What we learned – Tennessee vs. Kansas: All America Dedric Lawson

The Jayhawks beat a top-five team despite getting next to nothing from their best player and their best freshman. How did they do it? Dedric Lawson.

Despite playing one of the most difficult schedules in the country, Kansas is 5-0, and they’re winning games despite not yet firing on all cylinders.

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On Friday night, the Jayhawks were taking on a top-five team. Udoka Azubuike couldn’t stay out of foul trouble, and by the time the final TV timeout had arrived, he was already disqualified. Quentin Grimes, Kansas’ elite freshman, was on the bench due to ineffectiveness. Possibly regarded as KU’s top two players entering the year, Azubuike and Grimes watched as the Jayhawks muscled past one of college basketball’s best teams anyway, which was both remarkable and scary.

Dedric Lawson erupted for a fabulous showing in New York City, as he had double-doubles in both games of the NIT Season Tip-Off tournament. He scored 26 points on Friday night, and, with his brother, took over in overtime to lead the Jayhawks to an enormous victory. Lawson struggled from the floor in KU’s first three contests, but he came alive in the NIT event to remind people why he was a preseason All American.

Lawson has simplified his game by sticking to what he does best – feasting near the basket. In the first three games, he spent a lot of time hanging out around the perimeter. He’s a capable three-point shooter, but he played too frequently out there while Azubuike dominated inside. Without the 7’0″ center in the paint, Lawson turned into KU’s go-to post threat, and his efficiency skyrocketed. He also benefited from playing alongside brother K.J. Lawson, who brought energy and rebounding to a matchup that Kansas desperately needed.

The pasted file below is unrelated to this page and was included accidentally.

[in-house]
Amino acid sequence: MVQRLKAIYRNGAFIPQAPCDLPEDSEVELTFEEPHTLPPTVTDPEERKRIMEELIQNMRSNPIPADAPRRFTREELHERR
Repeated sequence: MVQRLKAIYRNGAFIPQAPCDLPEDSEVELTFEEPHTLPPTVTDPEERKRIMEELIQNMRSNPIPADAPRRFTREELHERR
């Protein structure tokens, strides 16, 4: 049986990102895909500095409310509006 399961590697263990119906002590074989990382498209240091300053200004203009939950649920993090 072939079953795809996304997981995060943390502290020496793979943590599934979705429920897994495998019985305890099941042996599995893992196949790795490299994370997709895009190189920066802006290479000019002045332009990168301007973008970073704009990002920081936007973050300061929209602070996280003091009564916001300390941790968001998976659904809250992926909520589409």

It’s pretty clear that Lawson is one of college basketball’s best players, it just took him a couple of games to get his feet wet. Now averaging 18 points, 10 rebounds, and four assists per contest, Lawson’s field goal percentage rose 15 points on the year in the event to 43%, and with a soft December schedule on the horizon, he should continue to thrive as the focal point in Kansas’ offense. Grimes should get going, which will lift the Jayhawks’ ceiling even higher. Will Azubuike mature to avoid silly fouls that limit his usage? Eventually, one would think so.

Just how good can Kansas be? If they’re good enough to beat a top-five team with their star center and best freshman watching from the bench, by February, the sky is the limit.

Ryan Landreth

I’m a recent graduate of MidAmerica Nazarene University. In addition to writing for Rock Chalk Blog, I host the Inside the Paint podcast that covers KU basketball, and I write for Royals Review in the summer. My grandma has had season tickets to Jayhawk basketball for 30 years, and I have the privilege of going to most games with her.